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VR CAVEs Boost Immersive Educational Experiences—Here's How

Oxford Brookes University and ST Engineering Antycip boost immersive education with Multiview VR CAVE
(Image credit: ST Engineering Antycip)

Having previously provided a multitude of VR CAVEs (Cave Automatic Virtual Environments) to different academic sites across Europe, ST Engineering Antycip, Europe’s leading provider of virtual reality solutions, has delivered for its long-standing partner, Oxford Brookes University.
 
The brief from the university was to enhance its advanced, industry-standard research, and teaching facilities in engineering and computing using virtual technology. Thanks to a long-term relationship between the university and ST Engineering Antycip, Joe Tah, vice-chancellor and dean of faculty of technology, design and environment at Oxford Brookes University, went on to pursue a collaborative project that offered an educational and immersive VR CAVE setting to its students.
 
This virtual environment comprises two modes of operation: ‘Unique mode‘, whereby only the primary user’s vision is tracked and dynamically corrected to their eyes, and ‘Multiview mode’, which allows two people to be tracked and each see a different perspective-corrected image when wearing the corresponding 3D glasses.

Oxford Brookes University and ST Engineering Antycip boost immersive education with Multiview VR CAVE

(Image credit: ST Engineering Antycip)

“We believe this is the UK’s first Multiview stereoscopic VR CAVE system in operation today,” said John Mould, commercial development manager at ST Engineering Antycip. “One of our biggest challenges for the CAVE was to install the highest quality rear projection screen substrates, which we sourced from Barco—its vertically mounted UDM laser projectors each equipped with unique folded lens optics makes this CAVE’s footprint very compact to further aid its ability to be installed within a restrictive space.”

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Combined with an array of high-powered PC-Image generators each featuring an NVIDIA Quadro RTX A6000 graphics card, the CAVE is capable of delivering high-resolution visuals at 2560x1600 pixels per face, offering 3840x2400 pixels at 120Hz.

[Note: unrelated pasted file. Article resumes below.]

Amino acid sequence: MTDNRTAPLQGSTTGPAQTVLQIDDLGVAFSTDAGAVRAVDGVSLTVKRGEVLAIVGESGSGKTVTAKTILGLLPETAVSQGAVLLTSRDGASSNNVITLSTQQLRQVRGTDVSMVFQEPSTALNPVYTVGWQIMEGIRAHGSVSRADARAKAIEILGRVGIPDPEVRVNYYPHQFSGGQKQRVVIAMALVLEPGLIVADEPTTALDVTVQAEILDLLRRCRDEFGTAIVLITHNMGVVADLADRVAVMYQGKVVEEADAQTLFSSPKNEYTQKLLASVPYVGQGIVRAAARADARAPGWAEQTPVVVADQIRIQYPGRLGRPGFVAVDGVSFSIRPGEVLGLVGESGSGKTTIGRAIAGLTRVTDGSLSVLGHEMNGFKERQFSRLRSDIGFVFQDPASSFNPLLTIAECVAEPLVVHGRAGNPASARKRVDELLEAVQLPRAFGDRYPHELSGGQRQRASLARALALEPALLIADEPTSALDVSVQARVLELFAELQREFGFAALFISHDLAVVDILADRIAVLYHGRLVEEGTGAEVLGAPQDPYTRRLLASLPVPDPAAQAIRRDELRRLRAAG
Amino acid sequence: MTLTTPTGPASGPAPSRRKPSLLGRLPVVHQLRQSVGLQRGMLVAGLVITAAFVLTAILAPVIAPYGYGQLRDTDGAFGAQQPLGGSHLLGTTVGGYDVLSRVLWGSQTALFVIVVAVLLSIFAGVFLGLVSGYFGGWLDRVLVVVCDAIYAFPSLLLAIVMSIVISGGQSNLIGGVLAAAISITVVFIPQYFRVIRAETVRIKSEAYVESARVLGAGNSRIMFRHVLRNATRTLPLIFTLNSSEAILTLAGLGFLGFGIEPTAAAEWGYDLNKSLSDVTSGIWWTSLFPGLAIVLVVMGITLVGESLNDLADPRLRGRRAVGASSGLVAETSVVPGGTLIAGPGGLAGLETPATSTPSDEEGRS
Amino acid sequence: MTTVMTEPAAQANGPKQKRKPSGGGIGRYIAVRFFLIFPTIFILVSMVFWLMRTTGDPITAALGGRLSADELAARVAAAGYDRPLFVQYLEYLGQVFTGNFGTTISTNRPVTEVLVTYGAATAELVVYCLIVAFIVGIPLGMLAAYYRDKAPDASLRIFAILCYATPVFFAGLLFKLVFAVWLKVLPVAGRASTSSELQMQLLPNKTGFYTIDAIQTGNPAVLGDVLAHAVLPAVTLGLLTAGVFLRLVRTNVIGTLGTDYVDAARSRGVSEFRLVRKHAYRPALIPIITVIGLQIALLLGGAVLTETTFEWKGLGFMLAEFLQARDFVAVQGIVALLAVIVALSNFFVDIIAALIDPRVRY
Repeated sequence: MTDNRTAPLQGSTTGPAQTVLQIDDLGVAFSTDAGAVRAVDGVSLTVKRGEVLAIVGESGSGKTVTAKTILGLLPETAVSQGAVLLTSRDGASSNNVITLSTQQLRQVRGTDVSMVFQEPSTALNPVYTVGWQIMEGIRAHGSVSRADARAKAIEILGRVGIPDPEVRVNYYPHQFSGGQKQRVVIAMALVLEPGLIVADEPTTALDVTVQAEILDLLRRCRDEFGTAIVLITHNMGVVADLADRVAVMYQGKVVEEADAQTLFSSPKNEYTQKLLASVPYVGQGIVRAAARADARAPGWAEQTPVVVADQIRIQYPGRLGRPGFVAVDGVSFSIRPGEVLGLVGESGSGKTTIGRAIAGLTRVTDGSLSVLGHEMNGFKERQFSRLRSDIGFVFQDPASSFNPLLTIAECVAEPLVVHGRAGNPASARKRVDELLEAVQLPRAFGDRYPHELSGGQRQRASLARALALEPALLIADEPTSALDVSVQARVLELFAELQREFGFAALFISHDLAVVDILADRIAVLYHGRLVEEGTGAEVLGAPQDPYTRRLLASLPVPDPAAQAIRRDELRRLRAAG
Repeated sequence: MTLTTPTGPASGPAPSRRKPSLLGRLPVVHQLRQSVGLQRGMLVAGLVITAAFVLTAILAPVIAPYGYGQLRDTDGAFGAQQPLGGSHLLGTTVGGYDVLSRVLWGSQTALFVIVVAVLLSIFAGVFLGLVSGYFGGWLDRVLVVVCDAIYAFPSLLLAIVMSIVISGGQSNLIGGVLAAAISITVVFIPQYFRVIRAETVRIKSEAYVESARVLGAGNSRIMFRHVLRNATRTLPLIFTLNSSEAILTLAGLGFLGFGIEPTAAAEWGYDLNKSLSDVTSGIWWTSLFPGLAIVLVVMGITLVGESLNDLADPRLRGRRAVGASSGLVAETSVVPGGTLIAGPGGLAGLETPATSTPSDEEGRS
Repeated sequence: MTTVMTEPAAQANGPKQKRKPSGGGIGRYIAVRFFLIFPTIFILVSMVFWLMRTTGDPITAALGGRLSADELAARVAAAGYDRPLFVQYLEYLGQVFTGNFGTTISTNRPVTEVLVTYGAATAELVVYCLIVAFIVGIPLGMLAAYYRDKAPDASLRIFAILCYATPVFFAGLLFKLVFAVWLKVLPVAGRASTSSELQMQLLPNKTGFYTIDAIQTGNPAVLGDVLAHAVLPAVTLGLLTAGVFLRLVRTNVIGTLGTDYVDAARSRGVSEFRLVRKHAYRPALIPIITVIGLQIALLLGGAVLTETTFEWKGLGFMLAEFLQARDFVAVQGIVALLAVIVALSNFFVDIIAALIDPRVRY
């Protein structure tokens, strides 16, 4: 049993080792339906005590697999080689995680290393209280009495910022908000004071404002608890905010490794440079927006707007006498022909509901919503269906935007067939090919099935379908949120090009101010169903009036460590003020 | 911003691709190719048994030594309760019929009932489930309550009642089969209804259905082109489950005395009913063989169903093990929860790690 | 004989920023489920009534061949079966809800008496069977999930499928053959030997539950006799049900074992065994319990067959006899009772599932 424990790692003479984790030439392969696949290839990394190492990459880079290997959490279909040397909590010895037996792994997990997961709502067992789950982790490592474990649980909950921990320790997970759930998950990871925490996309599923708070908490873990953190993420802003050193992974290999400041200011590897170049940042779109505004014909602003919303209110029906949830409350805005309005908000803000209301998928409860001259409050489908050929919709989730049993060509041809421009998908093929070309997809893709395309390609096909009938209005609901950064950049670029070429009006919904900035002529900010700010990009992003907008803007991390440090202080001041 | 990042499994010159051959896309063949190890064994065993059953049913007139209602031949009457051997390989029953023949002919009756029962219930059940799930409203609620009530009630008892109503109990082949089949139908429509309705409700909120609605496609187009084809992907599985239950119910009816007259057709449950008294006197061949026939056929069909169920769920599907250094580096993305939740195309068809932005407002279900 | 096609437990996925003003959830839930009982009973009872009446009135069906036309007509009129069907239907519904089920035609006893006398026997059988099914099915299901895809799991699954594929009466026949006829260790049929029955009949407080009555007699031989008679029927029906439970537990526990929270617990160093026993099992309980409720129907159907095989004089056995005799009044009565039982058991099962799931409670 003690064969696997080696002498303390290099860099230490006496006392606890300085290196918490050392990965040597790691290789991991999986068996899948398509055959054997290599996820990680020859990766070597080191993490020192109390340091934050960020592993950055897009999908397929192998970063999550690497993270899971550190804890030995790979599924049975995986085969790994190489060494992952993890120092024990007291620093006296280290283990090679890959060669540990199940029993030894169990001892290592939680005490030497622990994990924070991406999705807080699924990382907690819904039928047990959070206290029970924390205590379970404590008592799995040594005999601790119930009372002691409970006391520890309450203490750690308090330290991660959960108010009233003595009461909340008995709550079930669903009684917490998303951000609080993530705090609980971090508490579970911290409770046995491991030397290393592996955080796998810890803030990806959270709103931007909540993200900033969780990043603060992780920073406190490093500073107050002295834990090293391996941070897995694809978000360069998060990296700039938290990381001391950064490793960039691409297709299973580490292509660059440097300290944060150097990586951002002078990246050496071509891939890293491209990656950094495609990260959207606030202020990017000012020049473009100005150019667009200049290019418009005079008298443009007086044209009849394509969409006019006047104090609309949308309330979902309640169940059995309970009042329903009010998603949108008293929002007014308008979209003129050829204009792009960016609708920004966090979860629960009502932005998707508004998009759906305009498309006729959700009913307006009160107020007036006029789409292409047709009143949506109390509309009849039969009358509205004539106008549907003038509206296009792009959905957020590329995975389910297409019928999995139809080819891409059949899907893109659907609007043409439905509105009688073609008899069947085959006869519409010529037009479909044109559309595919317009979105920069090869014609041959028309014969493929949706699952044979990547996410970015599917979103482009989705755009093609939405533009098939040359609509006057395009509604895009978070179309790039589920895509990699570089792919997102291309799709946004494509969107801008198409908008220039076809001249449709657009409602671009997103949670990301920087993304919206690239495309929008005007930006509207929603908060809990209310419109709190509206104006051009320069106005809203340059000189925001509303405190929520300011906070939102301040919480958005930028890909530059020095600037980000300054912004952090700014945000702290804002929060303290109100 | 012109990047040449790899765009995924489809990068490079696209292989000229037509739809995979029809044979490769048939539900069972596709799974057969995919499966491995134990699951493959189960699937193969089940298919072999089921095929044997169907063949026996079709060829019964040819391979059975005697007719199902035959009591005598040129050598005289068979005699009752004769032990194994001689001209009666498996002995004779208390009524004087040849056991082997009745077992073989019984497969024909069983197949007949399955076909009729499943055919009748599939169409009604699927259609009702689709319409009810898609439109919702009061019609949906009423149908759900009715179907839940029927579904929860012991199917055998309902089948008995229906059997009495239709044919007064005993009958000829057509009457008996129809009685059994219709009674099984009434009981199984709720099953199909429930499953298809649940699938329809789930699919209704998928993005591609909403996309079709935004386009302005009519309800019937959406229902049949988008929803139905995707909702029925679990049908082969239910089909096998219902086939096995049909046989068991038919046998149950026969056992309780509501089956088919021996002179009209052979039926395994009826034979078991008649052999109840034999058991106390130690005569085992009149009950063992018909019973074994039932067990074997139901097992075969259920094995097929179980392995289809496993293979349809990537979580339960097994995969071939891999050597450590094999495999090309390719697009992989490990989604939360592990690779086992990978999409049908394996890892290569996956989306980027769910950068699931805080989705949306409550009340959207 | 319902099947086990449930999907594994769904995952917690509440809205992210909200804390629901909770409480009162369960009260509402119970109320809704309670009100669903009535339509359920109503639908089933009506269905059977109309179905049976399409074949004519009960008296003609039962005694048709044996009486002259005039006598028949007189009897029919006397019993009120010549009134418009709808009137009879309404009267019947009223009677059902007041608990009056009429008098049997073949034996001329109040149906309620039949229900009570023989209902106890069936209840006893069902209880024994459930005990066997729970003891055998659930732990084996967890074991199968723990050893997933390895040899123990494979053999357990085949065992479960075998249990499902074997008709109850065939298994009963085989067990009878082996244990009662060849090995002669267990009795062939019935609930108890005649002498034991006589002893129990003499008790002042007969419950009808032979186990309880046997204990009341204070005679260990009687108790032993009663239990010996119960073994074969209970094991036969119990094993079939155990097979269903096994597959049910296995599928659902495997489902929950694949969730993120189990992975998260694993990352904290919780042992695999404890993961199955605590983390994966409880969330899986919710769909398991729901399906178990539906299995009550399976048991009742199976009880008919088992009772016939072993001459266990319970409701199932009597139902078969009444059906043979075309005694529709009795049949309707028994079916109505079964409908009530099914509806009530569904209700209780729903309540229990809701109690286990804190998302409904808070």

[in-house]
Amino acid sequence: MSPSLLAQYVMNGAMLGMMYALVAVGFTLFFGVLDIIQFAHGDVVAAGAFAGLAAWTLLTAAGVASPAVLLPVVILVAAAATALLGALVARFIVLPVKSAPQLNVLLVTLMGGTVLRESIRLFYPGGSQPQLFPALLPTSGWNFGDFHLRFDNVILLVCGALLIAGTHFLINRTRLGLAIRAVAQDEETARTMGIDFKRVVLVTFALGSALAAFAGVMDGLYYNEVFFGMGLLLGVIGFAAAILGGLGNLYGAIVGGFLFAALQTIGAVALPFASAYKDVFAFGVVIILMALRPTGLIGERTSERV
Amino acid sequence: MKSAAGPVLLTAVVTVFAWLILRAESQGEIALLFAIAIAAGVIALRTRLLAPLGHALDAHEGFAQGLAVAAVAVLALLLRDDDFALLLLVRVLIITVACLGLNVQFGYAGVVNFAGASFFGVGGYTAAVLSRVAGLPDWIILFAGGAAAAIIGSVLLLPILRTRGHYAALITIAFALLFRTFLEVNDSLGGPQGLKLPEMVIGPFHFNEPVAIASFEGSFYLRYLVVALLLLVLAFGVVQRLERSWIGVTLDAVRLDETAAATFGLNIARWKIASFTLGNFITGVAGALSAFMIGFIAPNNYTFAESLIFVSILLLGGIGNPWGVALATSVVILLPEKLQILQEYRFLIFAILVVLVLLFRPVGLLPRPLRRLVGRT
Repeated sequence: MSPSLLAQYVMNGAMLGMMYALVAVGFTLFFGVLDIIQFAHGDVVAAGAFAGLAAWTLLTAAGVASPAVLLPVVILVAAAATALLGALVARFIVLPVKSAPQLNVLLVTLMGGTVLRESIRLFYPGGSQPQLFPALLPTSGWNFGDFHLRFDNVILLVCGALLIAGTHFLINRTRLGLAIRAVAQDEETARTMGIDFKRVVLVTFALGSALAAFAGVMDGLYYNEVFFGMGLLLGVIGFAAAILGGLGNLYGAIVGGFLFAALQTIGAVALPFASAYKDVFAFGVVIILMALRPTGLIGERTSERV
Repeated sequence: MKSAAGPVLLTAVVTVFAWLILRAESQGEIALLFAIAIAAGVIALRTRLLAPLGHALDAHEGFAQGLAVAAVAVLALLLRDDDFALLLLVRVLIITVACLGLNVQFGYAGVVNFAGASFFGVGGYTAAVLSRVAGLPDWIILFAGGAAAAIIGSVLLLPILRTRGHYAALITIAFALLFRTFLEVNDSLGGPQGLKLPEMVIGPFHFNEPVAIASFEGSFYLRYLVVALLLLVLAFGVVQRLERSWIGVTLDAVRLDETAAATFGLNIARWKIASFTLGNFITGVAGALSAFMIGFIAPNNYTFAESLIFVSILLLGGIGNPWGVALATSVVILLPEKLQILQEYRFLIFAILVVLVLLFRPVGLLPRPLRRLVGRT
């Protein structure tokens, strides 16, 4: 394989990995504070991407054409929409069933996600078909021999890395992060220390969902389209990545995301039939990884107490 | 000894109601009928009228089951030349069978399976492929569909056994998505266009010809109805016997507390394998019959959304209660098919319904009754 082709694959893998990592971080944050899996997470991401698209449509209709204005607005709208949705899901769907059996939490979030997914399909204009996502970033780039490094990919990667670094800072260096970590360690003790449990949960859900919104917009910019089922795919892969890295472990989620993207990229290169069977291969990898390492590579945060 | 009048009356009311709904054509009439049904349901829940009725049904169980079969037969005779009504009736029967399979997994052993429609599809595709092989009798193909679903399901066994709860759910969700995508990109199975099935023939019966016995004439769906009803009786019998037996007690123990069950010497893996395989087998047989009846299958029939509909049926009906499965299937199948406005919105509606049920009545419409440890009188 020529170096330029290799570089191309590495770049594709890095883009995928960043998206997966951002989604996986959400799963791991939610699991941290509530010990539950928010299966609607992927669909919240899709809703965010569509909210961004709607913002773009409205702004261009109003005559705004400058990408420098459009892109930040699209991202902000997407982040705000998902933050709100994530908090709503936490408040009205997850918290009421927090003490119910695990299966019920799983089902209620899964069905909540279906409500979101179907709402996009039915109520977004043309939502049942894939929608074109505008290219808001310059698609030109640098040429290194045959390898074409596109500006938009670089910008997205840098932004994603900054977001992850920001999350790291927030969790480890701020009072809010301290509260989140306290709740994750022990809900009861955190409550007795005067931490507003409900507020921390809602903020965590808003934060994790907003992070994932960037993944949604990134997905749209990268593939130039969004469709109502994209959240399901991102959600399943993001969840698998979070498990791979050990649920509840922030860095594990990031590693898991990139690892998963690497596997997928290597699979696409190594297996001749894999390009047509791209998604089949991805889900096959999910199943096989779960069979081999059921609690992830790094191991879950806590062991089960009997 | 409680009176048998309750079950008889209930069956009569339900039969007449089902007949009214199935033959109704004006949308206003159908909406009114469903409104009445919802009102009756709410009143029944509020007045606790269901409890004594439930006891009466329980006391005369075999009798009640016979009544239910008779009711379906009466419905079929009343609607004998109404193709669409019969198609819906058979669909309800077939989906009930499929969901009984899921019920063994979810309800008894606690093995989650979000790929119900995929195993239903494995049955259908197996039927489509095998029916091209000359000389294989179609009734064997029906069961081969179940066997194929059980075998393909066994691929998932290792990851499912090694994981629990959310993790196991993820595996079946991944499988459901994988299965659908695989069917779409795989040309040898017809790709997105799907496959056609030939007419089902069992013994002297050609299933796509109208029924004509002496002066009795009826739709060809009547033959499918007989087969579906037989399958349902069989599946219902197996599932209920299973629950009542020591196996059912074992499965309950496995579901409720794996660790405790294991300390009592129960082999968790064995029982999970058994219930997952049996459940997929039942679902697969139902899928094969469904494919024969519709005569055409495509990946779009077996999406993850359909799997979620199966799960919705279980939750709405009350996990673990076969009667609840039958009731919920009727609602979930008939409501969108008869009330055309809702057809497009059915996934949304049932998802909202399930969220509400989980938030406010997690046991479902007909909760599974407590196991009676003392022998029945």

Vicon tracking cameras and two wireless navigation devices support the simultaneous tracked dual perspectives, making this CAVE a step up from the restrictions of the past where only one person could be afforded their corrected view.
 
The users of this technology can visually intercept their solid or fluid dynamic models courtesy of Techviz, which is also capable of delivering any Unity-based visual datasets that the university may wish to explore.
 
The software foundation enables the research from the university into vertical wind turbines deployed as sea farms to be reviewed by combining more than one visual application displayed simultaneously using the Techviz Fusion module, which can enable CFD data overlaid with relevant CAD data, for example.
 
“We are seeing this technology move forward every year—high-quality CAVEs of this nature are becoming more desirable and more capable than ever,” continued Mould. “It was an absolute pleasure to work with Oxford Brookes on this exciting project and we look forward to working with them in the future and introducing them to other academic clients, both in Europe and globally, who have already expressed interests to make this connection.”

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Oxford Brookes’ head of school engineering, computing and mathematics, Gordana Collier, said that the interest and scope for this CAVE setting on campus is fast becoming much broader than just engineering, with arts, architecture and health students all showing a vested interest in its capabilities.
 
“The CAVE is such a great blank canvas, allowing creativity and flexibility for a very broad range of users, with opportunities for many disciplines, unlike some other more customized platforms,” concluded Collier. “The quality is superb and we are delighted to have ways in which we can implement novel learning and improve our research.
 
“Our vision is to have an open access approach and share and exchange models and libraries with universities worldwide and are very grateful to ST Engineering Antycip, who can make these connections possible.”

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